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The Minnesota Daily

Serving the UMN community since 1900

The Minnesota Daily

Serving the UMN community since 1900

The Minnesota Daily

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Board studies tuition pitfalls

Today’s University students are taking on more loans than ever before, leaving the typical five-year undergraduate with about $26,000 of debt and the typical professional student more than $111,000 in the hole.

The University’s Board of Regents’ Finance and Operations Committee reviewed an analysis yesterday showing tuition and financial aid trends nationwide.

Although the board didn’t vote on any initiatives dealing with tuition at the meeting, Regent Frank Berman said the information presented could affect board decisions on issues like tuition increases.

“I feel badly that students are getting saddled with so much debt,” Berman said.

When it comes to funding initiatives like those that have arisen from the University’s strategic positioning task force recommendations, Berman said the University won’t be able to rely on tuition to pay the bills.

The first 11 of the University’s 34 task forces submitted their final recommendations to the provost last week as part of the University’s realignment plan to become one of the world’s top-three public research universities. The recommendations called for new buildings, new programs and new staff members, among other things.

“It doesn’t look as if tuition will be a very ready source for that,” Berman said. “We need to look at other revenue streams, and I don’t see them.”

Education Sciences Building

The Facilities Committee discussed the renovation of the former Mineral Resources Research Center to an Education Sciences Building, which will house three departments from the College of Education and Human Development.

As the center of taconite research that led to viable mining of the ore, the building is a historic one for Minnesota.

The renovated building will house the department of educational psychology, the Center for Applied Research and Educational Improvement and the Center for Early Educational Development.

Because the departments are now spread across the Minneapolis and St. Paul campuses, having them in one building will create a stronger research infrastructure, said Michael Perkins, associate vice president of Capital Planning.

It will take considerable resources to renovate the building, which has several environmental problems, for its fall 2007 opening. The building has been vacant since the early 1990s.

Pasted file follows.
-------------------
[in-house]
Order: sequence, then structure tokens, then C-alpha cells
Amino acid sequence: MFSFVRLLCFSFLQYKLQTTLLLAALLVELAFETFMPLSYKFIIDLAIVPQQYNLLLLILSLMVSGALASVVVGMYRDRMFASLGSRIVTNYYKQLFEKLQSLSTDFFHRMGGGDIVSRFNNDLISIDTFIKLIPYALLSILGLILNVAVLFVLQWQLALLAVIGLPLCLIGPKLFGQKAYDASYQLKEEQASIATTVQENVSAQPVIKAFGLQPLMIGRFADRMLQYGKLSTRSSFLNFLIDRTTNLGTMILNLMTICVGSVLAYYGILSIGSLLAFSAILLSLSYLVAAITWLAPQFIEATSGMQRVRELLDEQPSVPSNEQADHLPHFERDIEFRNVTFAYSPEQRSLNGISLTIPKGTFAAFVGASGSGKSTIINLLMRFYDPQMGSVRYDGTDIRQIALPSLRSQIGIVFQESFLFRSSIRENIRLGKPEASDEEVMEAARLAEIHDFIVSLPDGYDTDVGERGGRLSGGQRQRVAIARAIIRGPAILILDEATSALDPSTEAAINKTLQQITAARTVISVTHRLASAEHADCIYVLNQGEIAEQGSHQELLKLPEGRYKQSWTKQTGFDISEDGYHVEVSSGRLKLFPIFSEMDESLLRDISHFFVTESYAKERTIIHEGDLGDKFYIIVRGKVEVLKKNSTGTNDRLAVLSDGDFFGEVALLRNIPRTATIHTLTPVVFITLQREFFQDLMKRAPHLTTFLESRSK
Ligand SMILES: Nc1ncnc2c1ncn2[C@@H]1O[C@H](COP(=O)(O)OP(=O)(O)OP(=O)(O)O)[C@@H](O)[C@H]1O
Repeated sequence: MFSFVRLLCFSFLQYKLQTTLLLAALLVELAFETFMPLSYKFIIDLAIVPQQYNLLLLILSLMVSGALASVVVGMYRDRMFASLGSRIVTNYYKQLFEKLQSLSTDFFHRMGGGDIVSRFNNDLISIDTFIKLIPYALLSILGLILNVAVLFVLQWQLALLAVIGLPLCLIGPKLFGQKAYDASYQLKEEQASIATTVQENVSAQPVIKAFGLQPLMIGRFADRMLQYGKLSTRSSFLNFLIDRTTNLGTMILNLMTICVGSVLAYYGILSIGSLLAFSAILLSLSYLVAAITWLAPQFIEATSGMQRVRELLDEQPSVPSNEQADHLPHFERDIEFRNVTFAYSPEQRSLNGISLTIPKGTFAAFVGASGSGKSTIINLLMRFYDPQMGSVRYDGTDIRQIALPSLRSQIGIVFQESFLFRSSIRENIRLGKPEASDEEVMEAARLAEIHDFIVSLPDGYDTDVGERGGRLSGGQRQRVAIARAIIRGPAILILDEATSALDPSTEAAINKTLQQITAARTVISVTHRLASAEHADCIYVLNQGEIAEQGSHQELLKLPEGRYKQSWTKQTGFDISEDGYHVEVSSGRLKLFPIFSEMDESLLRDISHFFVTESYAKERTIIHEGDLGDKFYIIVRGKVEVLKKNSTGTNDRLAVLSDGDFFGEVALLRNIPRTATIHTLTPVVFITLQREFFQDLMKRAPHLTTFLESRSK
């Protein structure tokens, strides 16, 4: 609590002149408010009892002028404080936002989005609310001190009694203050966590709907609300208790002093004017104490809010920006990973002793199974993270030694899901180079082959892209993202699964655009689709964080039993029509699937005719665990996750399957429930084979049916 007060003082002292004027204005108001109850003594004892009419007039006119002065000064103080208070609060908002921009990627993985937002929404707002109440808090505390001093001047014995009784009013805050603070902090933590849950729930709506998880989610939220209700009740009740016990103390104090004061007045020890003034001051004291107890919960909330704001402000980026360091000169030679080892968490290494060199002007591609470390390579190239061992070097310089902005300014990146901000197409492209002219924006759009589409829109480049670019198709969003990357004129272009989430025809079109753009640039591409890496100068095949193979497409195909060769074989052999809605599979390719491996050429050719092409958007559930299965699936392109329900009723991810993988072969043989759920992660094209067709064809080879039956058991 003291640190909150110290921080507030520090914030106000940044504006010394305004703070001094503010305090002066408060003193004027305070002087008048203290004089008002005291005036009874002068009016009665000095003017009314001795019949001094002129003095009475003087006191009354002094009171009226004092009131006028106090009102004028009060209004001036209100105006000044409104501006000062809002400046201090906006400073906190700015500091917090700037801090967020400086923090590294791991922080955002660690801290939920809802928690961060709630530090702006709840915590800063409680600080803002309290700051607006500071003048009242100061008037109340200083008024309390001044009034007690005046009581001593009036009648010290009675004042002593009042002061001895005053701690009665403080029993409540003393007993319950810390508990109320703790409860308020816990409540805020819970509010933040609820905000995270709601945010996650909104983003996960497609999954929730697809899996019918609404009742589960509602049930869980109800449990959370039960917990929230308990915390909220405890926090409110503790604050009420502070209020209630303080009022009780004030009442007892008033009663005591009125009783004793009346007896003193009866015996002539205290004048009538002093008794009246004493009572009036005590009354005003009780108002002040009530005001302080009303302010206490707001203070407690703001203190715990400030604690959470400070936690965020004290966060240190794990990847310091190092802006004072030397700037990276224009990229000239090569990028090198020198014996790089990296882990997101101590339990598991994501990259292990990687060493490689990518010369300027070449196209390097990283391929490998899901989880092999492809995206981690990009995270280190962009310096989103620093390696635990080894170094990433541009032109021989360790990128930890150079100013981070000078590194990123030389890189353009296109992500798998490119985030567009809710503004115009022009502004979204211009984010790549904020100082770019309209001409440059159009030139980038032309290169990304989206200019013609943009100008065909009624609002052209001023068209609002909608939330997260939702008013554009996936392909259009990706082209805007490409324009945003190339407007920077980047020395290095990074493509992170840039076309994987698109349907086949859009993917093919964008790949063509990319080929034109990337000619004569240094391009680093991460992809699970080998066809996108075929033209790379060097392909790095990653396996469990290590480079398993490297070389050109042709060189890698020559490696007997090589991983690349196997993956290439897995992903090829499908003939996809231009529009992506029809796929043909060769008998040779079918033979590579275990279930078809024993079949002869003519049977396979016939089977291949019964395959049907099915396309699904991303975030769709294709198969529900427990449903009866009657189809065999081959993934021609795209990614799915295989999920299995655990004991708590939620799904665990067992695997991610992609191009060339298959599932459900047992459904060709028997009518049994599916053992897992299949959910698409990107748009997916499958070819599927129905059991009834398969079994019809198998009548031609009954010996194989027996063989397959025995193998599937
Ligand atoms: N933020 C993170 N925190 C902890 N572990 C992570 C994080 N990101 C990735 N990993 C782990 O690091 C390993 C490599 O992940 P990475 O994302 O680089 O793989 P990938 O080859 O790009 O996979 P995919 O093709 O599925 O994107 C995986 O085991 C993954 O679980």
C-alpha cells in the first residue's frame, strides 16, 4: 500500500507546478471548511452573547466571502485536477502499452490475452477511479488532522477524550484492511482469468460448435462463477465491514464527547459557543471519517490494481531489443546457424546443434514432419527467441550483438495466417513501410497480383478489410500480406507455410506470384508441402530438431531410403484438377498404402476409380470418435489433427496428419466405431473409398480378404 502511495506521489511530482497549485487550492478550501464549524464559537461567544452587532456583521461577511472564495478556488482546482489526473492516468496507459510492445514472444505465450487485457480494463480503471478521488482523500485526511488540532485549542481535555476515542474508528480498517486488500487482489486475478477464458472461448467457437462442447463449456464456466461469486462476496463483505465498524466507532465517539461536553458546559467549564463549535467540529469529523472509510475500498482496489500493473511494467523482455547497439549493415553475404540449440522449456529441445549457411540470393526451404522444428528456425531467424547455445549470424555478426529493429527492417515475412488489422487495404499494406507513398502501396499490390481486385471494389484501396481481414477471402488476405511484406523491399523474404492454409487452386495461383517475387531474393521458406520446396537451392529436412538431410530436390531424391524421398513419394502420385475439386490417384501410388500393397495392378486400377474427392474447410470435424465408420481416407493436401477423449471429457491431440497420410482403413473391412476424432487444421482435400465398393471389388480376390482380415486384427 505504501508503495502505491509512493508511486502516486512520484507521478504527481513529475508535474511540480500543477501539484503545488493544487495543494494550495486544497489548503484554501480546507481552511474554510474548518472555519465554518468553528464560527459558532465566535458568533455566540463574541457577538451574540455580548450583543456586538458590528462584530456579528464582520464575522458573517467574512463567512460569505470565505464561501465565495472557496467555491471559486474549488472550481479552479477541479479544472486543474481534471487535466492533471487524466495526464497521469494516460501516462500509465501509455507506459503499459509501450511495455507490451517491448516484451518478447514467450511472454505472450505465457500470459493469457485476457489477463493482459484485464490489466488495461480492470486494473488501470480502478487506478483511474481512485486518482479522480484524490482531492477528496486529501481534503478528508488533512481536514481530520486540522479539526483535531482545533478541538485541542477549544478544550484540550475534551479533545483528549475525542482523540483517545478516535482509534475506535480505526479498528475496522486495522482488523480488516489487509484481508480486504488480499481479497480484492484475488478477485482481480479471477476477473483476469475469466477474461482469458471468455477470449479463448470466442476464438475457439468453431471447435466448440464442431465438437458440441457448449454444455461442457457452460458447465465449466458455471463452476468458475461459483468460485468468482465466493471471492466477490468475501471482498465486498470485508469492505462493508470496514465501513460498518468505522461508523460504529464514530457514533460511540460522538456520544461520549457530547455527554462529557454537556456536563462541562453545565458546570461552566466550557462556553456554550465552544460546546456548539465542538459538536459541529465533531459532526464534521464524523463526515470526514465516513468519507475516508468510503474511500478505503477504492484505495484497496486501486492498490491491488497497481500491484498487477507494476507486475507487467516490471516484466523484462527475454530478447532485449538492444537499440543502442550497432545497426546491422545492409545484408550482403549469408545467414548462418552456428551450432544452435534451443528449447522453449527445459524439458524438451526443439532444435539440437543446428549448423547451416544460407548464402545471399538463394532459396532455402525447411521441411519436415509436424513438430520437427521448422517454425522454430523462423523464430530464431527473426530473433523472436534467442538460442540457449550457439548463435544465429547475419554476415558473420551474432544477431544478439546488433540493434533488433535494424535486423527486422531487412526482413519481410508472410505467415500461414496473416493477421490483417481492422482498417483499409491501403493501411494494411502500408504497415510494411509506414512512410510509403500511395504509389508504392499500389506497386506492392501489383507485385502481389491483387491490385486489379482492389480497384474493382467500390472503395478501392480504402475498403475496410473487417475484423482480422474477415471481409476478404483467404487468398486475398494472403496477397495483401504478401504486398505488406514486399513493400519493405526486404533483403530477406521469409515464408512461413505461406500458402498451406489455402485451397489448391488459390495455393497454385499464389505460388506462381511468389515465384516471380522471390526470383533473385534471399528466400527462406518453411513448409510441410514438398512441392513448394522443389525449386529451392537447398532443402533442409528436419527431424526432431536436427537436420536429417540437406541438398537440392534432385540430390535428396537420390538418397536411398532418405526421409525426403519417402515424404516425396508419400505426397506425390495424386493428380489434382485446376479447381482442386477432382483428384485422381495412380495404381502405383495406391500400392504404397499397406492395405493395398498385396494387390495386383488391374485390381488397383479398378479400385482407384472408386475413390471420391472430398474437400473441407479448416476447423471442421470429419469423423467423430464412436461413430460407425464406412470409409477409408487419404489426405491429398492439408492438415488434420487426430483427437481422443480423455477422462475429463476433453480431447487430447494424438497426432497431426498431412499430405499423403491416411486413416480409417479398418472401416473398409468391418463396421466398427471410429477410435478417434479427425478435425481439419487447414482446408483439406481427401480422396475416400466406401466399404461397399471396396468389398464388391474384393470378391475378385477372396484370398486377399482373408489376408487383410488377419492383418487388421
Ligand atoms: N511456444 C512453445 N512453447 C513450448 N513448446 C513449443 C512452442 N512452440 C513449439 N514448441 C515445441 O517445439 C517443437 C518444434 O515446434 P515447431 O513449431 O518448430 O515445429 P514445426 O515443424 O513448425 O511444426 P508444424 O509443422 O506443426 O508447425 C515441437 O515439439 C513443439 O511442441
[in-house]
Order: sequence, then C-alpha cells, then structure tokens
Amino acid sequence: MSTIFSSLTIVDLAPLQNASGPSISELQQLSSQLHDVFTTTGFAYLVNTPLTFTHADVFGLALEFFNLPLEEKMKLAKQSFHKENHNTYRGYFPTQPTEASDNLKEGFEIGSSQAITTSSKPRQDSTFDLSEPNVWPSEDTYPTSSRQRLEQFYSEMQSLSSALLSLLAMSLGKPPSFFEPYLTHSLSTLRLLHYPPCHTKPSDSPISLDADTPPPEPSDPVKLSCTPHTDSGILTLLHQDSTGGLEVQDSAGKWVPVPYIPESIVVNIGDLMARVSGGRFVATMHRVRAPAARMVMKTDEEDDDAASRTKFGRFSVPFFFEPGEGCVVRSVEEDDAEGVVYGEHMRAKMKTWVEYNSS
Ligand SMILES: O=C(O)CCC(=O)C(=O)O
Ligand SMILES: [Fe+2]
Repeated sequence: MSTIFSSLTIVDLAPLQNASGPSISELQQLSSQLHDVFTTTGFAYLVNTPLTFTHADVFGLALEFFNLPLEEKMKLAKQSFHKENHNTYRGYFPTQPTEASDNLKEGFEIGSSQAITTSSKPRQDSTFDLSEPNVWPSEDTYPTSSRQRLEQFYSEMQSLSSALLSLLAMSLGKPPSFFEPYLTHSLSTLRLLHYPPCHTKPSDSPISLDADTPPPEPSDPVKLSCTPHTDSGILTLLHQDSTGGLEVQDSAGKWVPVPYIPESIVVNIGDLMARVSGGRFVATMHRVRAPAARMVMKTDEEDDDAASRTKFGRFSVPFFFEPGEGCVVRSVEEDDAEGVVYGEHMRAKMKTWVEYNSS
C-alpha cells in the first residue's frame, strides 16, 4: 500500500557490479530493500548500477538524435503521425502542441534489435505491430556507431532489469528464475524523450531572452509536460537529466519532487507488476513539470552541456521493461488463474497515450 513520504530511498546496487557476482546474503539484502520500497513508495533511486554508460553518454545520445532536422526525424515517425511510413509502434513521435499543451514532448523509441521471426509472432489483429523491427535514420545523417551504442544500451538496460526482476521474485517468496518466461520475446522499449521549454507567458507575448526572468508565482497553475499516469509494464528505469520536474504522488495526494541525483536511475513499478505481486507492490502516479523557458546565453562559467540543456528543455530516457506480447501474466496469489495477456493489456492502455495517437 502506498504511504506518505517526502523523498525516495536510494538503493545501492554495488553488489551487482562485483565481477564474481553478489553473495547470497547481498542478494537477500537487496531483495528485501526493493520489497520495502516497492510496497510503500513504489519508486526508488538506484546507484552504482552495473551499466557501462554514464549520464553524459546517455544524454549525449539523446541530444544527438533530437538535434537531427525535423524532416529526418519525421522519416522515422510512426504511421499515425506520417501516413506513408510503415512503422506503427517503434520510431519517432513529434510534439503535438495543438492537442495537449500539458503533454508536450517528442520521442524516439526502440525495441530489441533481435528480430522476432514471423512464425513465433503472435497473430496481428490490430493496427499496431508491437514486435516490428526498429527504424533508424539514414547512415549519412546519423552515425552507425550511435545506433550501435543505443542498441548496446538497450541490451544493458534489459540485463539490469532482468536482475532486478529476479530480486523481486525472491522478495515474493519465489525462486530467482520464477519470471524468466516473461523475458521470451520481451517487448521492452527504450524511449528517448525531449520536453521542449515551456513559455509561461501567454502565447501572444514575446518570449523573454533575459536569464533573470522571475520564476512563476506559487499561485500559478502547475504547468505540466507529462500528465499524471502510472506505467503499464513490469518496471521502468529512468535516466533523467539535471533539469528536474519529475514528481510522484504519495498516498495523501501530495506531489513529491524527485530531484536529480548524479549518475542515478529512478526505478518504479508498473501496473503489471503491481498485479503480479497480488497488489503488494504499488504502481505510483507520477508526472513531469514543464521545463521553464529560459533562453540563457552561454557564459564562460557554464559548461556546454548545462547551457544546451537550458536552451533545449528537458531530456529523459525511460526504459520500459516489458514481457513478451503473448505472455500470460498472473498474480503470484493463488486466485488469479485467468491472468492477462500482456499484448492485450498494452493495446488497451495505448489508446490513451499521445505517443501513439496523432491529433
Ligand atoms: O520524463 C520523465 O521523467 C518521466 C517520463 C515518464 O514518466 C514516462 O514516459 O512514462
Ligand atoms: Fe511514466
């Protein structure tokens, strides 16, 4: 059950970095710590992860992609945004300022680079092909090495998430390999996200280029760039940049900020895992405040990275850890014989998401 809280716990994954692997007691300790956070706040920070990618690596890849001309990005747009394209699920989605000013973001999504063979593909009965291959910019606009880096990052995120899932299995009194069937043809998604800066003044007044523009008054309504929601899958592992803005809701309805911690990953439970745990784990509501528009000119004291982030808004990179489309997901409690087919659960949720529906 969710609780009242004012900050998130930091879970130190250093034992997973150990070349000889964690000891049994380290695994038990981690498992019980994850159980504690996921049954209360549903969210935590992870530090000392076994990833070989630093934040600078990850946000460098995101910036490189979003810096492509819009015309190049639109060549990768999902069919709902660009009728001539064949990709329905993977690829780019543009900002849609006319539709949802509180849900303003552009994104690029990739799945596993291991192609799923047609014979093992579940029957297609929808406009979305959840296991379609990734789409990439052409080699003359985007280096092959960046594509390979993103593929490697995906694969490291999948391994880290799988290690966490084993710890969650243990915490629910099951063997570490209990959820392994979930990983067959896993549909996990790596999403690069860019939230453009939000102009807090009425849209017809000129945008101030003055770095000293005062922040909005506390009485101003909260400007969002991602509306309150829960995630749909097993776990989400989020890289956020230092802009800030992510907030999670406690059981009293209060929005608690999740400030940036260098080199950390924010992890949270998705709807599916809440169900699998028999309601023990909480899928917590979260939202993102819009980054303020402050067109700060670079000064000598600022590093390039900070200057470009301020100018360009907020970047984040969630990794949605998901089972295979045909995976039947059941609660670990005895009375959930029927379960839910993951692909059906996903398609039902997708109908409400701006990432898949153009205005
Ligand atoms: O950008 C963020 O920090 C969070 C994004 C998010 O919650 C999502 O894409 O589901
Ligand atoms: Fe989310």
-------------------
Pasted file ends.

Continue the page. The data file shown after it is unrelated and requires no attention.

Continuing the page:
“The environmental assessment has indicated that, like most older buildings, there’s asbestos that needs to be removed and traces of other chemicals that need to be cleaned up,” said Kathleen O’Brien, vice president for University Services.

Some regents asked whether it would be better to just knock down the building and start over, as the cost to renovate would be high. Other regents, like David Metzen, said it would be a shame to destroy a part of Minnesota’s history.

“When it makes economic sense, we should preserve history,” Metzen said. “It’s what we’re all about.”

The Facilities Committee also discussed the acquisition of parcels of land around the proposed on-campus stadium site. The $3 million price tag for the 4.5 acres at 23rd Avenue and University Avenue the University is purchasing from ConAgra Foods is a little too steep for Berman.

“We’re getting killed out there because they smell stadium,” Berman said.

The area east of the University also is being purchased for future research facilities.

“In the last two years we’ve acquired property because of recognition we’re going to be increasing the size of our research enterprise,” O’Brien said.

Alcohol concerns

Edward Ehlinger, director of Boynton Health Service, presented information from a spring 2005 Boynton-administered CORE Survey on alcohol, tobacco and drug use to the board.

According to the survey, 45.1 percent of 18- to 24-year-old students admitted to partaking in high-risk drinking, considered by Boynton to be five or more drinks in one sitting, within the past two weeks.

Ehlinger, along with Jerry Rinehart, vice provost for Student Affairs, discussed the national trends and the college atmosphere that encourages drinking norms.

“There is an environment on campus that increases alcohol use,” Rinehart said.

Ehlinger said the University offers many programs for alcohol awareness and resources, including alcohol-free activities such as the Gophers After Dark program, alcohol classes and clinical services.

After the presentation, the board asked questions about what the University has done as far as treatment and what it can do in the future.

Regent Peter Bell cited Augsburg College as an example of a place where part of a residence hall is alcohol-free and coordinated with Hazelden, an addiction treatment facility, for students in recovery.

Patricia Simmons, vice chairwoman of the Board of Regents, posed future points of discussion, such as a greater level of effective therapy, funding research and identifying students with drinking problems.

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